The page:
Secrecy Continues If the Report Is Not Published, Writes Maeve Lewis

One in Four

December 19, 2008

Once again we have awoken to news of yet another chapter in the saga of child sexual abuse within the Catholic Church.

Minister for Youth and Children Barry Andrews, has refused to publish a report by the Church’s National Board for safeguarding Children regarding the way in which allegations of sexual abuse by priests in the Diocese of Cloyne have been handled. Under intense public pressure he later agreed to publish a second, more recent report by the HSE. What are we to think?

Since the mid-1990s, Irish people have been shocked by revelations of widespread clerical sexual abuse. It has been very difficult to accept that Church authorities have been responsible in many cases for covering up allegations, allowing abuse of children to continue. There are well documented instances where bishops and priests acted to protect the church rather than vulnerable children.

The publication of the Ferns Report in 2005 seemed to signal a new era of openness in the Church. The report made devastating reading, describing the sexual abuse of children by at least 21 priest, and the failure of two bishops to take appropriate action.

It found that: Bishops placed the interests of the Church ahead of children whose protection and safety should at all times be a priority.”

However, the recommendations of the report gave clear guidelines to Church authorities as to how allegations of abuse should be handled in the future. This included reporting of allegations to the civil authorities, and the establishment of Inter Agency Review Groups between the Church, the HSE and the gardai in each diocese. The Ferns Report appeared to promise the past mistakes would not be repeated.

Concerns regarding the handling of allegations of sexual abuse in the Dublin Archdiocese led to the setting up of a commission of inquiry which is due to report to the Government in early 2009. Again this would seem to indicate that the Catholic Church is openly admitting to failure in the past, and finding new ways to respond to sexual offenders within the priesthood.

And at the time of the publication of the Ferns Report, the Church seemed to embrace its recommendations. Detailed child protection guidelines, Our Children. Our Church, were published in 2005. They have recently been withdrawn, and new protocalls are promised for 2009.

One of the problems facing the Church authorities is that many of the allegations that are brought to their attention are historic in nature, referring to incidents that took place many years before. It is often very hard to investigate such allegations, and even more difficult to produce the quality of evidence required for a criminal conviction.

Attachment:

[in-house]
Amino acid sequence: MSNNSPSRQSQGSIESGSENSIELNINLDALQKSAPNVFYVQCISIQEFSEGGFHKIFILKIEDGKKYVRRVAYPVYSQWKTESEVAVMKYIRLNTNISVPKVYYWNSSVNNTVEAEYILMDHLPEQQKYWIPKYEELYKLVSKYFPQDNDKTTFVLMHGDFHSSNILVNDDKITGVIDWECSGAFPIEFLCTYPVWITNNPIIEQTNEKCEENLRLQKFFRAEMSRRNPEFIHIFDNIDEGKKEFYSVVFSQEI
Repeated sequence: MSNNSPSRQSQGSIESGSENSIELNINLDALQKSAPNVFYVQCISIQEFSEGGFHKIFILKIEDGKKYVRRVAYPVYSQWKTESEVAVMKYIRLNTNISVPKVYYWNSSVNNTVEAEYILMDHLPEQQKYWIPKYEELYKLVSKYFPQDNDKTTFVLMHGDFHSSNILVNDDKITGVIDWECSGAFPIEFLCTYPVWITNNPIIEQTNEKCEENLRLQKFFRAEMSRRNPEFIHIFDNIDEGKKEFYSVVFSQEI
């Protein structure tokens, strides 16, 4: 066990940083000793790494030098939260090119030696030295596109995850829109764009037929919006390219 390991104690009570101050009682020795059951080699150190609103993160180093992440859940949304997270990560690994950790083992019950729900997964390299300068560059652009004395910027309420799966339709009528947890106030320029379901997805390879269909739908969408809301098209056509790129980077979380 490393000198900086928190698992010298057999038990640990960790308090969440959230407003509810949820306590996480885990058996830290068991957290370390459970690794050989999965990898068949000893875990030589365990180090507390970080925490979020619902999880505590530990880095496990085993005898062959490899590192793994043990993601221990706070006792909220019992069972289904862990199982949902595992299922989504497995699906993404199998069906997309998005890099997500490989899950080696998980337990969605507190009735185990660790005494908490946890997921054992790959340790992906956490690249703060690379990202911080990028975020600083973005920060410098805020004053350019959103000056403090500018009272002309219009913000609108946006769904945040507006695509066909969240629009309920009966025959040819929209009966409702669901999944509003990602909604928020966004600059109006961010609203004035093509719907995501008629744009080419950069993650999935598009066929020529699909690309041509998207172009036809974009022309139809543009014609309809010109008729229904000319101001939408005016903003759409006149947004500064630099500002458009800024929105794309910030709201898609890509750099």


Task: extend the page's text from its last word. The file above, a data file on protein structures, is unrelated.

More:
Nonetheless, some dioceses have put in place clear procedures which are activated when a new case emerges. In these diocese, a person making a disclosure can be assured of being met respectfully and compassionately by diocesan personnel. The allegation is passed on to the civil authorities as a matter of course and the priest against whom the allegation has been investigated.

In other dioceses however. This is not the case. At One in four we regularly meet people who are met with suspicion when they attempt to disclose their experiences to the Church authorities, and where a legalistic, adversarial response seems to be the default position. When we consider the courage that is required to make a disclosure of sexual abuse, this is simply unacceptable.

Sexual abuse in childhood is probably the most under-reported crime. If we are serious about child protection, every effort should be made to facilitate victims to disclose. The Ferns Report recommended “the creation of an open informed environment that will encourage a willingness to report promptly inappropriate sexual behaviour towards children “

Instead, in the case of Cloyne, we are again left with suspicion and fear as to how allegations were handled. This will certainly act as a deterrent t people who experienced sexual abuse coming forward. It also leaves us wondering if priests who are a risk to children are still in ministry in the diocese.

At the core of this issue is the lack of a consistent, transparent response to allegations of sexual violence across all the Catholic dioceses. Each bishop is autonomous, and has the discretion to interpret Catholic church policy as he sees fit. As a result, a person who has been sexually abused cannot be confident that a disclosure will be men in an appropriate way, and that an affective intervention will be made.

Despite all of the recommendations of the Ferns Report , and the positive response of some dioceses, it is clear that the church is incapable of monitoring its own child protection procedures robustly. It is time that the state intervened and insisted on an annual public audit of compliance across each diocese.

The refusal to open to public scrutiny the events in the Diocese of Cloyne can only undermine confidence in our child protection, every effort procedures. It will continue the culture of secrecy in which sexual abuse flourished.

Minster, publish the original report. It is the only thing to do.

Maeve Lewis is chief executive of One in Four



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